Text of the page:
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Paying for editing services and traditional publishing


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#1 Raserei

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Posted 04 November 2018 - 06:41 AM

I'm mulling over hiring a private editor to go over a manuscript. With my word count at about 80k, it seems the going rate will cost me about 1k to have it done. That's a large commitment to not ask a few questions to those who have been there, done that.

 

So, my question for you all is this : Those of you who have published traditionally and/or found an agent on contract, did you find that having a private editor helped (either for copy/line editing or content editing or both). 

 

Is private editing services considered more geared for small publishing houses and self publishing (since the big guys have their own editing staff), or have you found it help you get that contract? Thank you!


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#2 LucidDreamer

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Posted 04 November 2018 - 10:45 AM

You do not need an editor if you are going the tradiional route -- agent, trad. pub., etc. In fact, it is often a waste of time and money, as -- when you get a trad. deal -- you will have an editor who might actually want things done differently than any freelance editor you might go with ahead of time.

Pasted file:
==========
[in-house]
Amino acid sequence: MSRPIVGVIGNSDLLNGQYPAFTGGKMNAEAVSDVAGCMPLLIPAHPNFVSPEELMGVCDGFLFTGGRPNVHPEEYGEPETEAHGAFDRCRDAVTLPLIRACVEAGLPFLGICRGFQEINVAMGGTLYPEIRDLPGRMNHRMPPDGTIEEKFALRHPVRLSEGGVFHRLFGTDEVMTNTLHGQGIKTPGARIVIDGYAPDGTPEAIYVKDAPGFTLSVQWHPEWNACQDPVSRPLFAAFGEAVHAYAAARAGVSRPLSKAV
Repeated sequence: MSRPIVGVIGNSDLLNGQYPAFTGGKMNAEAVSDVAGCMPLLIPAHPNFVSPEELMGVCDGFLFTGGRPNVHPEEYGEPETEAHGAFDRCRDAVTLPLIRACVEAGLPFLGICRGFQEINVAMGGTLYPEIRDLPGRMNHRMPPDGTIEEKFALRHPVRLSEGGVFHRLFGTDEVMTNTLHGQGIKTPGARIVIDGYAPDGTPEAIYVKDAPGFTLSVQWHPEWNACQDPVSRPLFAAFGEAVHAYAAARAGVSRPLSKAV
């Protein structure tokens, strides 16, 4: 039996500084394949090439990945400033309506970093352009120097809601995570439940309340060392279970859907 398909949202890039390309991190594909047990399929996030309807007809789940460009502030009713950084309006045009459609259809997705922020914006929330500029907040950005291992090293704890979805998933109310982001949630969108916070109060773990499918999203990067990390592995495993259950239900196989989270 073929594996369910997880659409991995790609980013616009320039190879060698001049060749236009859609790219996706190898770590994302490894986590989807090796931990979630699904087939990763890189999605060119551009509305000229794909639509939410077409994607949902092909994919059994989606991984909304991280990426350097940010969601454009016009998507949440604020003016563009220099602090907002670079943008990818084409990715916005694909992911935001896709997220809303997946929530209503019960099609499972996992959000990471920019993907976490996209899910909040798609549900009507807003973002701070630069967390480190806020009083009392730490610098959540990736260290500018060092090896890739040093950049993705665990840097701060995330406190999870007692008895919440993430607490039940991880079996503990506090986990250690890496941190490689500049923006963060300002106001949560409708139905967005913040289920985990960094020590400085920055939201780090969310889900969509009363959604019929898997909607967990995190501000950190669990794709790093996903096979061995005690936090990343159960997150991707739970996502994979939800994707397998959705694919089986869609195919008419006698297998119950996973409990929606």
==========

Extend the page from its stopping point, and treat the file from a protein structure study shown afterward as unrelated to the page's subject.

You DO need beta readers and critique partners who will read your mss and let you know about grammar, spelling, etc. issues as well as plot holes and the like. You do want to query/submit "clean" manuscripts, but they don't have to be "perfect" in order to get a contract. The major editing will come after you get an agent and/or deal.

 

Personally, I think paying an editor ahead of querying or submitting, even to small houses, is unnecessary. (The only time when it might be useful is if you are writing in a language that is not your primary language).



#3 mwsinclair

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Posted 05 November 2018 - 02:24 PM

I second what Lucid said. Don't pay an editor at this stage. Not even me :cool:

 

I'd add that revising your own manuscript is an important skill that all writers should develop. Your tool kit should include good grammar, the ability to spell correctly and to recognize when to fix mis-usage (e.g., their, there, they're; its vs. it's; than and then...), and you will also want to hone your skills at story structure. But that last one in particular is something that often takes a lot of time; keep writing while you develop all these skills/tools.

 

Lucid's right that those types of things should get caught when you share your work with beta readers and critique partners, but it's also something that should seep into your writerly soul as you're reading. (You are reading, right? Especially in your genre of choice?)

 

Best of luck!






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